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Monocytes Phenotype and Cytokine Production in Human Immunodeficiency Virus-1 Infected Patients Receiving a Modified Vaccinia Ankara-Based HIV-1 Vaccine: Relationship to CD300 Molecules Expression.

Abstract

A modified vaccinia Ankara-based HIV-1 vaccine clade B (MVA-B) has been tested for safety and immunogenicity in low-risk human immunodeficiency virus (HIV)-uninfected individuals and as a therapeutic vaccine in HIV-1-infected individuals on combined antiretroviral therapy (cART). As a therapeutic vaccine, MVA-B was safe and broadly immunogenic; however, patients still showed a viral rebound upon treatment interruption. Monocytes are an important part of the viral reservoir and several studies suggest that they are partly responsible for the chronic inflammation observed in cART-treated HIV-infected people. The CD300 family of receptors has an important role in several diseases, including viral infections. Monocytes express CD300a, c, e, and f molecules and lipopolysaccharide (LPS) and other stimuli regulate their expression. However, the expression and function of CD300 receptors on monocytes in HIV infection is still unknown. In this work, we investigated for the first time the expression of CD300 molecules and the cytokine production in response to LPS on monocytes from HIV-1-infected patients before and after vaccination with MVA-B. Our results showed that CD300 receptors expression on monocytes from HIV-1-infected patients correlates with markers of HIV infection progression and immune inflammation. Specifically, we observed a positive correlation between the expression of CD300e and CD300f receptors on monocytes with the number of CD4+ T cells of HIV-1-infected patients before vaccination. We also saw a positive correlation between the expression of the inhibitory receptor CD300f and the expression of CD163 on monocytes from HIV-1-infected individuals before and after vaccination. In addition, monocytes exhibited a higher cytokine production in response to LPS after vaccination, almost at the same levels of monocytes from healthy donors. Furthermore, we also described a correlation in the expression of CD300e and CD300f receptors with TNF-α production in response to LPS, only in monocytes of HIV-1-infected patients before vaccination. Altogether, our results describe the impact of HIV-1 and of the MVA-B vaccine in cytokine production and monocytes phenotype.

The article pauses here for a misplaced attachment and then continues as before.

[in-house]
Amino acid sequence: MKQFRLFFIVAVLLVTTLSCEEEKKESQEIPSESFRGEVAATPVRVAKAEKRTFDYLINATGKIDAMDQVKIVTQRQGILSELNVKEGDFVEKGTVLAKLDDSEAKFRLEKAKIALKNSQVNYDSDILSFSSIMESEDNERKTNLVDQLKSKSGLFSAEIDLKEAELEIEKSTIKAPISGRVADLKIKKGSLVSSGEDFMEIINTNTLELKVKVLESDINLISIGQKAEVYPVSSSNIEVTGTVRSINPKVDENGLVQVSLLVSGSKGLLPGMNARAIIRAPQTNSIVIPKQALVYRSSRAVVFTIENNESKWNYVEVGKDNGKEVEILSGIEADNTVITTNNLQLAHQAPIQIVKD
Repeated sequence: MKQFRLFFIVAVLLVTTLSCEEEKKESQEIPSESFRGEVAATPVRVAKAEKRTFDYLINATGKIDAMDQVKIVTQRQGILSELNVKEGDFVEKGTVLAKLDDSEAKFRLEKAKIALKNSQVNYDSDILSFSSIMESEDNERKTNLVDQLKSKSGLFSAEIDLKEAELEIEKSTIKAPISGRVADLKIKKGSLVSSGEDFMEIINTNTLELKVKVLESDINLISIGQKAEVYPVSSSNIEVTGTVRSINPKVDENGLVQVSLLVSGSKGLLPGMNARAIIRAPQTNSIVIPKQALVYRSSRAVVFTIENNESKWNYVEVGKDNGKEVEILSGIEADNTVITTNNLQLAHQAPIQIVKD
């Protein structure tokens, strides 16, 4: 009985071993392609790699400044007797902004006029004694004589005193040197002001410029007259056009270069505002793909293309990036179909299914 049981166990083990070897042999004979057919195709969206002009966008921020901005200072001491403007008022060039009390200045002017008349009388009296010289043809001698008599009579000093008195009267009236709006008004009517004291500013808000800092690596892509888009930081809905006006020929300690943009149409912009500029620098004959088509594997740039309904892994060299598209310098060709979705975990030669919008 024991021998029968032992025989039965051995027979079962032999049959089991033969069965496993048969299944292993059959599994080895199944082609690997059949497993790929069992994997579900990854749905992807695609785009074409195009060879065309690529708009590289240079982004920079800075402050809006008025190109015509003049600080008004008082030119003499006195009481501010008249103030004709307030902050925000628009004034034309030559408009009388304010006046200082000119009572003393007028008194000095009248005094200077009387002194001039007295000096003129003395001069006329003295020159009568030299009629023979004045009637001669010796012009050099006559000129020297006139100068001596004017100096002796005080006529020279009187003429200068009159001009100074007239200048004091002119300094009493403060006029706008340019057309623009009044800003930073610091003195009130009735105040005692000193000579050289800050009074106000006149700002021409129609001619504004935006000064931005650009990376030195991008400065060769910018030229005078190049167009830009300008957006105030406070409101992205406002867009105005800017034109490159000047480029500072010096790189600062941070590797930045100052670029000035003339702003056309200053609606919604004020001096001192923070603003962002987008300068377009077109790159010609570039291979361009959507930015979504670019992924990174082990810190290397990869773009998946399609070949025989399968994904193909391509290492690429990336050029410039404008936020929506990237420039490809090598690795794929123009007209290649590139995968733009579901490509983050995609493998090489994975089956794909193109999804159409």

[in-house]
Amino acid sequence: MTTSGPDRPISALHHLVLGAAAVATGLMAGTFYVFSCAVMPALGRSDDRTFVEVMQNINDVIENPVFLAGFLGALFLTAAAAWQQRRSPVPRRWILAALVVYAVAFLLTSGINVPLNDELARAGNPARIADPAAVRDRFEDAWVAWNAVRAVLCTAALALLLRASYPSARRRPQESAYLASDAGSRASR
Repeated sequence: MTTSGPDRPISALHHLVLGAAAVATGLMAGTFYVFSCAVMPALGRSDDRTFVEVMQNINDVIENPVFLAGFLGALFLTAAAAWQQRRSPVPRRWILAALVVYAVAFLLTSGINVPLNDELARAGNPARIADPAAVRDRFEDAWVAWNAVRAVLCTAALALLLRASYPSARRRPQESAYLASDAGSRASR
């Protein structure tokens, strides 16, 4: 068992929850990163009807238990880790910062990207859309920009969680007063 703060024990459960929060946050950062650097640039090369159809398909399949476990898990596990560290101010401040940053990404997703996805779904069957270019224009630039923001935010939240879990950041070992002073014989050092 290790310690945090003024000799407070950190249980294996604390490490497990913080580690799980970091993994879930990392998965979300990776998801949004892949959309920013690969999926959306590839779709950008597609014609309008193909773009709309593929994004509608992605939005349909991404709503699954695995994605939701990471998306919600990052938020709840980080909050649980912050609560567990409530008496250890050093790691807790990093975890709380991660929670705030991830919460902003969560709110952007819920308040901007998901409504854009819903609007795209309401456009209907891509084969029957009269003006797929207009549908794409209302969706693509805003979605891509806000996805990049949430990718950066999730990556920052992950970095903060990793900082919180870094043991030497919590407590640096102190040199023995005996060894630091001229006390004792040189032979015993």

Authors: Vitallé J, Zenarruzabeitia O, Terrén I, Plana M, Guardo AC, Leal L, Peña J, García F, Borrego F.
Journal: Front Immunol. 2017 Jul 21;8:836
Year: 2017
PubMed: Find in PubMed